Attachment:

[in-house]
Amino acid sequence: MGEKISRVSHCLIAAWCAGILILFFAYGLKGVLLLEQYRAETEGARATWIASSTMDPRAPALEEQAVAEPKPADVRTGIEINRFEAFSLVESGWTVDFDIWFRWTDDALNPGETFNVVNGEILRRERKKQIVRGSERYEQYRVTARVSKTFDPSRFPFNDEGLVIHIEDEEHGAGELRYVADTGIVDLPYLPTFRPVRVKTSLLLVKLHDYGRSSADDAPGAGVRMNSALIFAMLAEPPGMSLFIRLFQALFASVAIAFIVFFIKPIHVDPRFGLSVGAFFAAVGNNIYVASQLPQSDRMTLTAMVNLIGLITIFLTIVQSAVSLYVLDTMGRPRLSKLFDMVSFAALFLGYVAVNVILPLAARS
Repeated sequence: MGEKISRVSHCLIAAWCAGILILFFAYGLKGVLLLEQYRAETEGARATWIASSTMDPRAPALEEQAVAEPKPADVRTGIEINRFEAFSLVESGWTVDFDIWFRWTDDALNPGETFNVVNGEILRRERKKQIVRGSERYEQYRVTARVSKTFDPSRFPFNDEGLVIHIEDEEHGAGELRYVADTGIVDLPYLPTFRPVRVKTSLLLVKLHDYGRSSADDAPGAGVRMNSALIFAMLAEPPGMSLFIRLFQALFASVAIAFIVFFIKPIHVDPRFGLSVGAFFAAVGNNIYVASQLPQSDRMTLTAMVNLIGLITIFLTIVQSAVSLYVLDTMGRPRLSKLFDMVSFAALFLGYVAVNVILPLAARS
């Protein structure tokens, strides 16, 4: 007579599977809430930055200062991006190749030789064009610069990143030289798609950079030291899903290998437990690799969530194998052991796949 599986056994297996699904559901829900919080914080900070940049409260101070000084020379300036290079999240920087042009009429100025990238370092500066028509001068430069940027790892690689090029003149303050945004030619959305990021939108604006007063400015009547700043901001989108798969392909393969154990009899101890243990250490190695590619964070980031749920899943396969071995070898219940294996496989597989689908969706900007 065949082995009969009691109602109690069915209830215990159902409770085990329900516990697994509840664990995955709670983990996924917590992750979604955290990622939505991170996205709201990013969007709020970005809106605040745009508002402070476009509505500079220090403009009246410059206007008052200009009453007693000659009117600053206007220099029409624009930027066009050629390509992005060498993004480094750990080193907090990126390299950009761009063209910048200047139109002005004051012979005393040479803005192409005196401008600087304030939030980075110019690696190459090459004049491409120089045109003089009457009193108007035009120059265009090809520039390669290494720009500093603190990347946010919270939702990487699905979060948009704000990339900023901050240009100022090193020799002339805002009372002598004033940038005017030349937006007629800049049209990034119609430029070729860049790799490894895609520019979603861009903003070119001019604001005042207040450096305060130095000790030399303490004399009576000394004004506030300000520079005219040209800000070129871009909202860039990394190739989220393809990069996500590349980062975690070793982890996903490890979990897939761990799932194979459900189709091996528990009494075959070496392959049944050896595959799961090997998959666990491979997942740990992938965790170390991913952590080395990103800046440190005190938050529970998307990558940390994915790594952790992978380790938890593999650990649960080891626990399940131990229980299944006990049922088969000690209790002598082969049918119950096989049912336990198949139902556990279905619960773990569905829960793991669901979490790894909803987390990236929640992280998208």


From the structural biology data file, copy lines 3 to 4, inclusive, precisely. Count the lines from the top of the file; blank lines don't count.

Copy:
Repeated sequence: MGEKISRVSHCLIAAWCAGILILFFAYGLKGVLLLEQYRAETEGARATWIASSTMDPRAPALEEQAVAEPKPADVRTGIEINRFEAFSLVESGWTVDFDIWFRWTDDALNPGETFNVVNGEILRRERKKQIVRGSERYEQYRVTARVSKTFDPSRFPFNDEGLVIHIEDEEHGAGELRYVADTGIVDLPYLPTFRPVRVKTSLLLVKLHDYGRSSADDAPGAGVRMNSALIFAMLAEPPGMSLFIRLFQALFASVAIAFIVFFIKPIHVDPRFGLSVGAFFAAVGNNIYVASQLPQSDRMTLTAMVNLIGLITIFLTIVQSAVSLYVLDTMGRPRLSKLFDMVSFAALFLGYVAVNVILPLAARS
């Protein structure tokens, strides 16, 4: 007579599977809430930055200062991006190749030789064009610069990143030289798609950079030291899903290998437990690799969530194998052991796949 599986056994297996699904559901829900919080914080900070940049409260101070000084020379300036290079999240920087042009009429100025990238370092500066028509001068430069940027790892690689090029003149303050945004030619959305990021939108604006007063400015009547700043901001989108798969392909393969154990009899101890243990250490190695590619964070980031749920899943396969071995070898219940294996496989597989689908969706900007 065949082995009969009691109602109690069915209830215990159902409770085990329900516990697994509840664990995955709670983990996924917590992750979604955290990622939505991170996205709201990013969007709020970005809106605040745009508002402070476009509505500079220090403009009246410059206007008052200009009453007693000659009117600053206007220099029409624009930027066009050629390509992005060498993004480094750990080193907090990126390299950009761009063209910048200047139109002005004051012979005393040479803005192409005196401008600087304030939030980075110019690696190459090459004049491409120089045109003089009457009193108007035009120059265009090809520039390669290494720009500093603190990347946010919270939702990487699905979060948009704000990339900023901050240009100022090193020799002339805002009372002598004033940038005017030349937006007629800049049209990034119609430029070729860049790799490894895609520019979603861009903003070119001019604001005042207040450096305060130095000790030399303490004399009576000394004004506030300000520079005219040209800000070129871009909202860039990394190739989220393809990069996500590349980062975690070793982890996903490890979990897939761990799932194979459900189709091996528990009494075959070496392959049944050896595959799961090997998959666990491979997942740990992938965790170390991913952590080395990103800046440190005190938050529970998307990558940390994915790594952790992978380790938890593999650990649960080891626990399940131990229980299944006990049922088969000690209790002598082969049918119950096989049912336990198949139902556990279905619960773990569905829960793991669901979490790894909803987390990236929640992280998208």